• Lessons learned from designing, deploying, managing or evaluating security and privacy technologies
  • Foundations of usable security and privacy incl. usable security and privacy patterns
  • Ethical, psychological, sociological, economic, and legal aspects of security and privacy technologies

We also encourage submissions that contribute to the research community’s knowledge base:

  • Reports of replicating previously published studies and experiments
  • Reports of failed usable security studies or experiments, with the focus on the lessons learned from such experience

Academics Security


I like this infographic (click above to expand image) though with due respect to the authors, I’m skeptical about the claim that ‘connected cars’ (as if there’s only one thing called a connected car) have 10 times the amount of code in a Boeing 787. But I’m nitpicking. I appreciate that this graphic specifically calls out the OBD-II port as a worry spot as well as noting that insurance dongles lack security. It would be great to do security analysis on all existing dongles in significant circulation to see how bad things really are. I also quite liked this: “LTE coverage and Wifi in the car expose you to the same vulnerabilities as a house on wheels.” That’s simple and effective writing – bravo Arxan.

The Recommendations at the bottom are aimed at consumers. They’re all reasonable and this is the first time I’m seeing “Don’t jailbreak your car.” Again, good on you, Arxan. I’m amused by the suggestion to check your outlets periodically and make sure you know what’s installed. It’s like a combination of encouraging safe sex for your car combined with ‘watch out for spoofed ATMs.’

Arxan is, however, a B2B company, so I would like to see, in addition to consumer recommendations, industry recommendations. Of course, those suggestions are part the services they offer so they can’t give away too much for free, but still – a few pearls of wisdom would be welcome. I know it’s too much to ask for policy-oriented suggestions – especially ones that raise costs – so here are a few:

  • Security Impact Analysis should be a regulatory requirement for all cars that rise above a certain threshold of connectivity (a topic for exploration)

  • Strengthen data breach notification laws (a general suggestion, not just for cars or IoT)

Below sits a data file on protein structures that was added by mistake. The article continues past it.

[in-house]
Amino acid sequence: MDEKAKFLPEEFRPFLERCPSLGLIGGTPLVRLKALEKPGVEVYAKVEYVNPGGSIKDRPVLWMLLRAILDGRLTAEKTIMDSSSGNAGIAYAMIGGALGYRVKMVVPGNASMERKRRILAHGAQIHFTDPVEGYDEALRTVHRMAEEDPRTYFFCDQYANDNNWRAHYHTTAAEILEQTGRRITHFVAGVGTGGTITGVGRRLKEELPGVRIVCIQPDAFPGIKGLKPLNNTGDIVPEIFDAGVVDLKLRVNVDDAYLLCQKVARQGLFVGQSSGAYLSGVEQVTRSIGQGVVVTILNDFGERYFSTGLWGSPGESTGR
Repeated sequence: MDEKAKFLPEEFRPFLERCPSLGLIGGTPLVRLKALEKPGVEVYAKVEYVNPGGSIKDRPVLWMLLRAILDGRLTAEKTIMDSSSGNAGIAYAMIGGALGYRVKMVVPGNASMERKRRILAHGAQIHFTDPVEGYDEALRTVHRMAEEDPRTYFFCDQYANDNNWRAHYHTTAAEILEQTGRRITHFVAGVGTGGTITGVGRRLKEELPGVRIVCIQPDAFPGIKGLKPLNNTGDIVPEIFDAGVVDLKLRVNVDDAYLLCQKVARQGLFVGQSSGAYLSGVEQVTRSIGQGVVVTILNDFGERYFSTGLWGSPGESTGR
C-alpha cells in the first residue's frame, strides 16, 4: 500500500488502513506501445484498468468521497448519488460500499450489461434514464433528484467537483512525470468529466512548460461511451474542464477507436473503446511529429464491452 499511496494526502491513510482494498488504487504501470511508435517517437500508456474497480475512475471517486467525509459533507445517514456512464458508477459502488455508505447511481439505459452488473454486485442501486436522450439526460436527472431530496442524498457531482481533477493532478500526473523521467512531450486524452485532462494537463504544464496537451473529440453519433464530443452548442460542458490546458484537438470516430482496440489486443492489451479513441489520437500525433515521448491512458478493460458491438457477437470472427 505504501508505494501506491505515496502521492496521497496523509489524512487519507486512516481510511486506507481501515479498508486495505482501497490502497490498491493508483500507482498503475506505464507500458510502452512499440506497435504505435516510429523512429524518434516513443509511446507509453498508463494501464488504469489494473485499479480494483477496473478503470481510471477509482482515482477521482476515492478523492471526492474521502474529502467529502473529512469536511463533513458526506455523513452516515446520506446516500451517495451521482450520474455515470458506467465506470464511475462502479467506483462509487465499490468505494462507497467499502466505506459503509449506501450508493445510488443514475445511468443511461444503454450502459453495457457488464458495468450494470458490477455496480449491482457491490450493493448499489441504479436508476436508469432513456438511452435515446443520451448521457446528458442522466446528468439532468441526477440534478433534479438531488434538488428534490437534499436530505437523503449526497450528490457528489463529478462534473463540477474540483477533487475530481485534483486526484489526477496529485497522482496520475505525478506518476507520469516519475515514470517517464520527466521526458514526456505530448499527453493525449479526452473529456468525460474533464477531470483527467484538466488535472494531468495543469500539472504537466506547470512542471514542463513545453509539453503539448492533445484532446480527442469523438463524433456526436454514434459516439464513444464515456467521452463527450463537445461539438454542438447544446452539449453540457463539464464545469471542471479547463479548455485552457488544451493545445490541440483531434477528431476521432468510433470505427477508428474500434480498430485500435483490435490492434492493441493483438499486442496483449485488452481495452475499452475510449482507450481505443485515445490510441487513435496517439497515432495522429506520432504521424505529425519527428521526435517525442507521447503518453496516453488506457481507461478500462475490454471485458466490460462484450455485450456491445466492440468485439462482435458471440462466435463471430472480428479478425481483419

• Car companies should be required to have CISOs

Data Ownership Data Protection Policy Security User Control

IoT Privacy Forum founder Gilad Rosner features in the latest episode of O’Reilly’s Hardware Podcast, discussing his research for the British government, and the differences between European and US privacy cultures.

On his work used by the UK Parliament (paraphrased in parts):

That research was when the UK government put out a call and said, we’d like to vacuum up a lot of social media data and analyze it for government purposes: “beneficial outcomes” rather than law enforcement. Trying to look at data and come up with new information that would theoretically be beneficial to society. They were wondering how they’d go about it — whether “public” social media posts could present ethical problems when inhaling all that data for analysis. The answer is: yes, there are ethical problems here, because even though information is set to “public”, there’s a concept of respecting the context in which the data was uploaded, or volunteered. When I tweet, I’m not necessarily expecting the government to mine that information about me.

When it comes to privacy and data protection, especially with a large actor like the government, one of the most important concerns is procedural safeguards. Governments have ideas all the time, often good ideas, but the apparatus of implementing these ideas is very large, bureaucratic, and diffuse. So what constrains these activities, to make sure they’re being done securely, in line with existing privacy regulations, and with people being sensitive to things not necessarily covered by regulation, but still potentially worrisome? How do we come up with ways of letting good ideas happen, but under control?

Academics Data Protection Law Policy Power Transparency